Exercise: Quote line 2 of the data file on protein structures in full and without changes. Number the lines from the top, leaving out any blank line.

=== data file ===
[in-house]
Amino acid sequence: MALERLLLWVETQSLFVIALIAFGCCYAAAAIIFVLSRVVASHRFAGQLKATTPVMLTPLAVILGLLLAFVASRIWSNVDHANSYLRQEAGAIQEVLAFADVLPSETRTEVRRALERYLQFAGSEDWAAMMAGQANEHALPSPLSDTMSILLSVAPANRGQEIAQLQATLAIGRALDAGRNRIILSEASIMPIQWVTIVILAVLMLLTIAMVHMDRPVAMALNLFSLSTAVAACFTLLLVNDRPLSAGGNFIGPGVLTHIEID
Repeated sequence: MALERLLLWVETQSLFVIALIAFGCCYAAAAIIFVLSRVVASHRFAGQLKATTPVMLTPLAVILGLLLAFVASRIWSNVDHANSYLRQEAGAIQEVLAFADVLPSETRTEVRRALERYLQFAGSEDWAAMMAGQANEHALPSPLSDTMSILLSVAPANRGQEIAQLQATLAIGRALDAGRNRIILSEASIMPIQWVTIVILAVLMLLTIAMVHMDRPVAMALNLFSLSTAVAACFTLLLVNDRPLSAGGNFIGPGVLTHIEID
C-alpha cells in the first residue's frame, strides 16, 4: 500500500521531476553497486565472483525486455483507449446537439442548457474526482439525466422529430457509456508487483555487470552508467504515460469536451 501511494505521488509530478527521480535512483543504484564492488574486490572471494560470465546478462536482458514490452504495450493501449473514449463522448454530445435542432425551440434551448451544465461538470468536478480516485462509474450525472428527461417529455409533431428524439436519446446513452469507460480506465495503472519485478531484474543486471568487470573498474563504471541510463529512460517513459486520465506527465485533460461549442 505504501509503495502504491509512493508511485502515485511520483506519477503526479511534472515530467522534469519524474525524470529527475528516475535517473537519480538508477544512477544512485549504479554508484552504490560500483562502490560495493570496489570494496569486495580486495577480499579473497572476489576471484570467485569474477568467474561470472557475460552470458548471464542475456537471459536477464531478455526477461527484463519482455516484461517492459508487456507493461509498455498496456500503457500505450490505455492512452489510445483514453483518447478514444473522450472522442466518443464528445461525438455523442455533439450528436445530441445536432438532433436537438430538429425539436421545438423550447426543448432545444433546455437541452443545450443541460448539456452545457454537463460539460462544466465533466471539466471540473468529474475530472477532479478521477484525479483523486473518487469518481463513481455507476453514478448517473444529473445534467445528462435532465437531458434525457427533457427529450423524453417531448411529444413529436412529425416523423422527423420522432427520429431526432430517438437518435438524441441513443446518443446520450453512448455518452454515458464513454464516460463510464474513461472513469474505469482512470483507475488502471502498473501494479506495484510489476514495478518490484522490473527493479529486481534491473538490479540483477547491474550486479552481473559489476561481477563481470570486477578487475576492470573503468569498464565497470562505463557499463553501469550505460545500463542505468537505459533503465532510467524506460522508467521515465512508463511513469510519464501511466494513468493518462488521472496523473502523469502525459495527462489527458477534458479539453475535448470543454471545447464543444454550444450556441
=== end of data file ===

Amino acid sequence: MALERLLLWVETQSLFVIALIAFGCCYAAAAIIFVLSRVVASHRFAGQLKATTPVMLTPLAVILGLLLAFVASRIWSNVDHANSYLRQEAGAIQEVLAFADVLPSETRTEVRRALERYLQFAGSEDWAAMMAGQANEHALPSPLSDTMSILLSVAPANRGQEIAQLQATLAIGRALDAGRNRIILSEASIMPIQWVTIVILAVLMLLTIAMVHMDRPVAMALNLFSLSTAVAACFTLLLVNDRPLSAGGNFIGPGVLTHIEID